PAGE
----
Pharma firm sets out on ILM journey to shrink backup windows, classify data

An IT infrastructure designer begins a diary of his company's implementation of ILM and its plans for data classification and archiving to curtail growing data volumes, reduce backup windows and improve data retention.

Over the coming months, SearchStorageUK will track the progress of Danish international pharmaceutical company Lundbeck as it comes to grips with ever-growing quantities of unstructured data and implements an information lifecycle management (ILM) project. At key stages in the development of the project, Lundbeck IT infrastructure designer Per Ronnow Staffe will chronicle his team's progress in the ILM project.

Background: Lundbeck manufactures drugs to treat conditions such as depression, schizophrenia, Alzheimer's and Parkinson's. The corporation has remote offices and subsidiaries in nearly 50 countries. At its Copenhagen headquarters, it runs an HP SAN with HP XP disk arrays for database storage plus EMC Clariion disk arrays for unstructured data. About half of its data is in the form of Microsoft Office files. In addition to that, there are lots of small applications used by the labs.

SearchStorageUK: Why has Lundbeck decided to implement ILM?

Per Ronnow Staffe: We have short-term aims and long-term ones. In the short term, we have a situation where data volumes are increasing at about 100% per year and if we don't do something, it will grow out of our control. We are not aiming to reduce storage capacity particularly, but to reduce backup windows and the cost of adding more backup servers. We want to reduce backup times from 48 hours at present for a full backup to 12 hours.

In the longer term, we want to categorise data so that it is stored appropriately to its use by the business. That part will be more difficult as it involves the line of business, which is not necessarily aware of what data classification is or how to do it.

The lifecycle of data right now is that we keep everything forever
Per Ronnow Staffe
IT infrastructure designerLundbeck
Backup is very important for pharmaceutical businesses as we are exposed to compliance needs and potential litigation. Data is the lifeblood of our organisation. With the products we make, the only way that we can verify that they are worth anything is by documentation of their effects. That's where the main value of our business lies. On average for every product line developed there is DKr1.5bn to DKr2bn (£167m to £223m) of R&D costs, which is about 20% of revenue.

SearchStorageUK: What is the lifecycle of data in Lundbeck's business? How do you expect this to change?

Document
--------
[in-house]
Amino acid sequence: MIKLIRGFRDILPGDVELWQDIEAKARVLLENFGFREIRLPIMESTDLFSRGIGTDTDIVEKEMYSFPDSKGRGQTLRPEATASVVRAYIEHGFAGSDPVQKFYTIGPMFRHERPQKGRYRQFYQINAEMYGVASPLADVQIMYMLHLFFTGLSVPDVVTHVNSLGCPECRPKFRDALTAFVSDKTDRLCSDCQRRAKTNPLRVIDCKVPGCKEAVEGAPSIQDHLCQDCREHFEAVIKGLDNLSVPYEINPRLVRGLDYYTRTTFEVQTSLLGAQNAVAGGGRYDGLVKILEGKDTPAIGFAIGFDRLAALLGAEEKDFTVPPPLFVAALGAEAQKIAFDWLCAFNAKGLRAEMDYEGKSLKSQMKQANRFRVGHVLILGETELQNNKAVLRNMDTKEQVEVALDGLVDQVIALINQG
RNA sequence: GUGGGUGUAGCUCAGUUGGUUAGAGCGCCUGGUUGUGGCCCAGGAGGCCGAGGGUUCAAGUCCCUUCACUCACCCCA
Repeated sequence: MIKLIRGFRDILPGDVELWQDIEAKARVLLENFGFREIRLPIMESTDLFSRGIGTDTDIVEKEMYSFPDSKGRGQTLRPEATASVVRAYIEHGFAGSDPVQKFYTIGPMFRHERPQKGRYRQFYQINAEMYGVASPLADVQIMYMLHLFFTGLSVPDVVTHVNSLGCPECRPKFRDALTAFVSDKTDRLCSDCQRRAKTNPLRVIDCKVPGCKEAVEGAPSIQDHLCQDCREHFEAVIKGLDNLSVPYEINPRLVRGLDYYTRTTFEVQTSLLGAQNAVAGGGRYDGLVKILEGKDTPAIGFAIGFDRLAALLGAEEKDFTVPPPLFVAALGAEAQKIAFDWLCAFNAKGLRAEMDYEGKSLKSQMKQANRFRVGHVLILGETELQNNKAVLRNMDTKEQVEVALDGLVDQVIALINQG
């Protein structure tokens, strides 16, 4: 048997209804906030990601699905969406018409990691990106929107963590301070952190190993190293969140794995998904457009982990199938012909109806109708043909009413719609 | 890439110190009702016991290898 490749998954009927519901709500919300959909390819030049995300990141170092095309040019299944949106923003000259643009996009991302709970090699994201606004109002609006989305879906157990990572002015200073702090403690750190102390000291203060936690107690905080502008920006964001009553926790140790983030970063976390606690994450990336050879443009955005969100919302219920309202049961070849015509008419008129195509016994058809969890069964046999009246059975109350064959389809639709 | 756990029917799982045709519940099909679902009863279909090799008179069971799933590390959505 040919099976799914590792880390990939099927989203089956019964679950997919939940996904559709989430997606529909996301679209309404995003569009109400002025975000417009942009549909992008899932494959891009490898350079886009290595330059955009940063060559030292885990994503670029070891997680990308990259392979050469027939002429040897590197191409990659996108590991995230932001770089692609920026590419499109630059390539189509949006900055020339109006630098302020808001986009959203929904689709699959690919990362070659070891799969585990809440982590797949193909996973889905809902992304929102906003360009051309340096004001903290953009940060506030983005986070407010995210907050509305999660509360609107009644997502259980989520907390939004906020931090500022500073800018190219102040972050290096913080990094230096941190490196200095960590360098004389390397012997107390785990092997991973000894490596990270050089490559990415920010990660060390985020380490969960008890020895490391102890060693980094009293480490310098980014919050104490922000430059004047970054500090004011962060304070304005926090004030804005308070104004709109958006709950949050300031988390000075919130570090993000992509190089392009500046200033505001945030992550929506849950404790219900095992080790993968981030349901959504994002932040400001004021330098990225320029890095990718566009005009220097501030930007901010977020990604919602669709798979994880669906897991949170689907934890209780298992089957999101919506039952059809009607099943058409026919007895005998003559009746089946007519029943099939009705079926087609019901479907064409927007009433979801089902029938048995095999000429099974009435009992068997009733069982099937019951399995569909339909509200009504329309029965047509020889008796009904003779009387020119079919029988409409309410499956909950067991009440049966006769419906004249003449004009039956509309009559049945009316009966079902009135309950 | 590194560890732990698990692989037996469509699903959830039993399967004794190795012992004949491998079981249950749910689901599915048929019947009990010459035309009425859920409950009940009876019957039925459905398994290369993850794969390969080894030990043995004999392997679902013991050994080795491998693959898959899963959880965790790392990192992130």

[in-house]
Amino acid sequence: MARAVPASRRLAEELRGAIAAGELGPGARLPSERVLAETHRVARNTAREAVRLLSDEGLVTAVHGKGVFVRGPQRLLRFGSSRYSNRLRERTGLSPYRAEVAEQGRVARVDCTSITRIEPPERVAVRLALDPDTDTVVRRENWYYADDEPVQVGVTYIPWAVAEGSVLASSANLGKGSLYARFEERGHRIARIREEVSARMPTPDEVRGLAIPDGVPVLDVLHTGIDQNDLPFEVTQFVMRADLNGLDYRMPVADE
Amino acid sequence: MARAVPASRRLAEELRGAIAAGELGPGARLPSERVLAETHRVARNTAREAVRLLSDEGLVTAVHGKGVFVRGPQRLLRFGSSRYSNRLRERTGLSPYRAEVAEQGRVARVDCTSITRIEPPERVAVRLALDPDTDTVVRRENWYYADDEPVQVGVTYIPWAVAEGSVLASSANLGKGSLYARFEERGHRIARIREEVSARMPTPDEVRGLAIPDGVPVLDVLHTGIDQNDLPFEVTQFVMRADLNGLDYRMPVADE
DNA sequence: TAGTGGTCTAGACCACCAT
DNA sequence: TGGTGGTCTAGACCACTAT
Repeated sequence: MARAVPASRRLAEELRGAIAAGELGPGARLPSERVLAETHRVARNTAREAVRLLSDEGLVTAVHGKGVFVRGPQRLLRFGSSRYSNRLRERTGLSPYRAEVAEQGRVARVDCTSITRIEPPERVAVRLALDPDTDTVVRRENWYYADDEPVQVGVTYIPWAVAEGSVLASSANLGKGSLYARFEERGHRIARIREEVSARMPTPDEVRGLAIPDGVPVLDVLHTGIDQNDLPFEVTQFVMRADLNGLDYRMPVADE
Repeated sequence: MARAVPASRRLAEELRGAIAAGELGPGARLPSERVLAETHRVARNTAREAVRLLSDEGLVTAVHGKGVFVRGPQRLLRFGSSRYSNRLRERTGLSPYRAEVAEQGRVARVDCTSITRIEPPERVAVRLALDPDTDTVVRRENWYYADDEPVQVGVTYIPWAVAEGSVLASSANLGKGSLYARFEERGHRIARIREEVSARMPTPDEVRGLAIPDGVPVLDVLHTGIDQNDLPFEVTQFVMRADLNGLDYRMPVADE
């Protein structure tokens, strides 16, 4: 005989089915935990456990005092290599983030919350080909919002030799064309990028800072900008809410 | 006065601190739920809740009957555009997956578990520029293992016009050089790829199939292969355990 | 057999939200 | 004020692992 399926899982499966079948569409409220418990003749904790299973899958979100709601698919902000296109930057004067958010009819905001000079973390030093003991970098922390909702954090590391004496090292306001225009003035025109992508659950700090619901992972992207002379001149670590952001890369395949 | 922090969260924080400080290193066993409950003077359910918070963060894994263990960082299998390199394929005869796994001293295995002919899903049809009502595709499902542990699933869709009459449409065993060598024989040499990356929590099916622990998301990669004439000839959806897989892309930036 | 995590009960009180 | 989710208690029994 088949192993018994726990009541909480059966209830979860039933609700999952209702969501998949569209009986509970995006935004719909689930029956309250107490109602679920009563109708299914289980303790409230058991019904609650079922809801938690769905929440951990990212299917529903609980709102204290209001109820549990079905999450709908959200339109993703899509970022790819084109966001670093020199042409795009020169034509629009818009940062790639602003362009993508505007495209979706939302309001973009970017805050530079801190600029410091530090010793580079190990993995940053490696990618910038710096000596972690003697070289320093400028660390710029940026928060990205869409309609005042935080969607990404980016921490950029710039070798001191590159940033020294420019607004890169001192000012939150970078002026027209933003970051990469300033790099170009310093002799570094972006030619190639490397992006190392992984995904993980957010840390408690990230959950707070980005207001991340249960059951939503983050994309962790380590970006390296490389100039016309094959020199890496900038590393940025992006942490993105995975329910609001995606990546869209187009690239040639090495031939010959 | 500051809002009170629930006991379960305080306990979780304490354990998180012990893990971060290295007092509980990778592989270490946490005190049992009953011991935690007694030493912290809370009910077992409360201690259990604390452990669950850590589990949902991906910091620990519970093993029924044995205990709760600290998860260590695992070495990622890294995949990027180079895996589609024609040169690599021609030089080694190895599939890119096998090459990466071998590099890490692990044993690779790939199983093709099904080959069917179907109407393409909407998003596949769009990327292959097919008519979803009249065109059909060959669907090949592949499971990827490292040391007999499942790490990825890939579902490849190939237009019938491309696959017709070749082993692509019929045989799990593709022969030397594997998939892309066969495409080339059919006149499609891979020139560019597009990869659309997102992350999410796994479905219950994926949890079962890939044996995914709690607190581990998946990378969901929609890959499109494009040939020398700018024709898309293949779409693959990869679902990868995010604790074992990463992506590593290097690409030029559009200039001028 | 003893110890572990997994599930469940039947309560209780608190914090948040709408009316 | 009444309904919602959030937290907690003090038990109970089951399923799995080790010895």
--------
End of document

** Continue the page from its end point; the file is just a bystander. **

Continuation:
Staffe: We keep everything forever. At present, we don't really know how that will change with any proposed data categorisation. Above all, we want our data to be safe, and if we carry on as we are, we risk our data by our backups becoming unwieldy. At present we are backing up everything. What we are aiming for is to categorise data, so that what is not being used is not being backed up and that which needs to be retrieved in a given time can be.

SearchStorageUK: What stages will the project go through?

Staffe: The first stage was to describe the project. We started with the idea that it would be a traditional ILM project – data classification and the infrastructure to support it. But soon we realised we needed to add archiving to data classification and conceptually divided the project and formulated the aim of archiving all data and implementing a software solution to support that.

The next stage will be the selection of a vendor and we aim to do this by 1 July. We have approached five vendors with our project aims and we want to see what they will come up with. After 1 July negotiations will start with the chosen vendor with the aim being to close the contract by 1 August. The implementation will then start and we intend to be up and running by 15 November.

SearchStorageUK: What type of solution do you envision will result from the tender process?

Staffe: The fundamental requirements that we have specified are that any movement of data from primary storage to archiving and back from archiving to primary storage should be invisible to users and applications. From the specifications we have presented to vendors I expect them to suggest some kind of file area network (FAN) solution. Gartner called it a form of global file virtualisation in which you can spread files all over disk resources and present them all to the same view.

SearchStorageUK: How will you measure the success of the project?

Staffe: Key targets that we are aiming for are that the amount of data in our filestores should not be bigger than at 1 Jan this year and backups should not take more than 12 hours.

SearchStorageUK: What's next?

Staffe: Right now we're trying to get out of the habit of still working on old projects after starting new ones. So, we are running to finish everything by 30 June or we'll have to go to management to get more time – and that could be painful!

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